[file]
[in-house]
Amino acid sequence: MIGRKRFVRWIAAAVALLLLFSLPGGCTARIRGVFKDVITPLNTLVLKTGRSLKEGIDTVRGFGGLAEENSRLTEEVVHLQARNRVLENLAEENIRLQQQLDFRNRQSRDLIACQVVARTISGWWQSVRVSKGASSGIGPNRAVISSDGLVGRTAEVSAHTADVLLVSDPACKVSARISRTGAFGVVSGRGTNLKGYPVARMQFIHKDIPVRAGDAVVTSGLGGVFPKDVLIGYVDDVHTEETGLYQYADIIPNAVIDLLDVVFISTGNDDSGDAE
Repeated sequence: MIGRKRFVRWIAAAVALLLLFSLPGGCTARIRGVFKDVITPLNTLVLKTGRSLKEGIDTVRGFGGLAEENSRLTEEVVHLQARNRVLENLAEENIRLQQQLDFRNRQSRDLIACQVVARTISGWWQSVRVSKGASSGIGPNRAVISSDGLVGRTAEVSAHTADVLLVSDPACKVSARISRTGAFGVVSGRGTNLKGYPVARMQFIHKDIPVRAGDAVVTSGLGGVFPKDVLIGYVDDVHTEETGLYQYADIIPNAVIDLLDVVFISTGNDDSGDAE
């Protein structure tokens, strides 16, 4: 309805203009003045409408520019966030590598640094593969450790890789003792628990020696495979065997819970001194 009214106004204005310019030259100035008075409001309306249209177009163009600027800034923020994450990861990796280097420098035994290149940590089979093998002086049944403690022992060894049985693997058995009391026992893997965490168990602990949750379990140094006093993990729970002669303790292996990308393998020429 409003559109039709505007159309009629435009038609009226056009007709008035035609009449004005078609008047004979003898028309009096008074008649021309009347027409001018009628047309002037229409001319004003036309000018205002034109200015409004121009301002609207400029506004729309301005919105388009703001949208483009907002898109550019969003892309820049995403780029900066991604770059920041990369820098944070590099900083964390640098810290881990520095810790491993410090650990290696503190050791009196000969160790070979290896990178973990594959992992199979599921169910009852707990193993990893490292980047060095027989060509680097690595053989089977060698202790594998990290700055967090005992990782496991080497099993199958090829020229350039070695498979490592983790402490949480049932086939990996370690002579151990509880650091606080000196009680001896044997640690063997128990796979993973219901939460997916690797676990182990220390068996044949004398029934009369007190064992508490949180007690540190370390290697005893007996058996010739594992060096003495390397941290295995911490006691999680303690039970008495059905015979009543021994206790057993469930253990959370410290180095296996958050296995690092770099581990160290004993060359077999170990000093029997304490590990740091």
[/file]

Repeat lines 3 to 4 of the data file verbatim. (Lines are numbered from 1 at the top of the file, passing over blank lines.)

Repeated sequence: MIGRKRFVRWIAAAVALLLLFSLPGGCTARIRGVFKDVITPLNTLVLKTGRSLKEGIDTVRGFGGLAEENSRLTEEVVHLQARNRVLENLAEENIRLQQQLDFRNRQSRDLIACQVVARTISGWWQSVRVSKGASSGIGPNRAVISSDGLVGRTAEVSAHTADVLLVSDPACKVSARISRTGAFGVVSGRGTNLKGYPVARMQFIHKDIPVRAGDAVVTSGLGGVFPKDVLIGYVDDVHTEETGLYQYADIIPNAVIDLLDVVFISTGNDDSGDAE
């Protein structure tokens, strides 16, 4: 309805203009003045409408520019966030590598640094593969450790890789003792628990020696495979065997819970001194 009214106004204005310019030259100035008075409001309306249209177009163009600027800034923020994450990861990796280097420098035994290149940590089979093998002086049944403690022992060894049985693997058995009391026992893997965490168990602990949750379990140094006093993990729970002669303790292996990308393998020429 409003559109039709505007159309009629435009038609009226056009007709008035035609009449004005078609008047004979003898028309009096008074008649021309009347027409001018009628047309002037229409001319004003036309000018205002034109200015409004121009301002609207400029506004729309301005919105388009703001949208483009907002898109550019969003892309820049995403780029900066991604770059920041990369820098944070590099900083964390640098810290881990520095810790491993410090650990290696503190050791009196000969160790070979290896990178973990594959992992199979599921169910009852707990193993990893490292980047060095027989060509680097690595053989089977060698202790594998990290700055967090005992990782496991080497099993199958090829020229350039070695498979490592983790402490949480049932086939990996370690002579151990509880650091606080000196009680001896044997640690063997128990796979993973219901939460997916690797676990182990220390068996044949004398029934009369007190064992508490949180007690540190370390290697005893007996058996010739594992060096003495390397941290295995911490006691999680303690039970008495059905015979009543021994206790057993469930253990959370410290180095296996958050296995690092770099581990160290004993060359077999170990000093029997304490590990740091």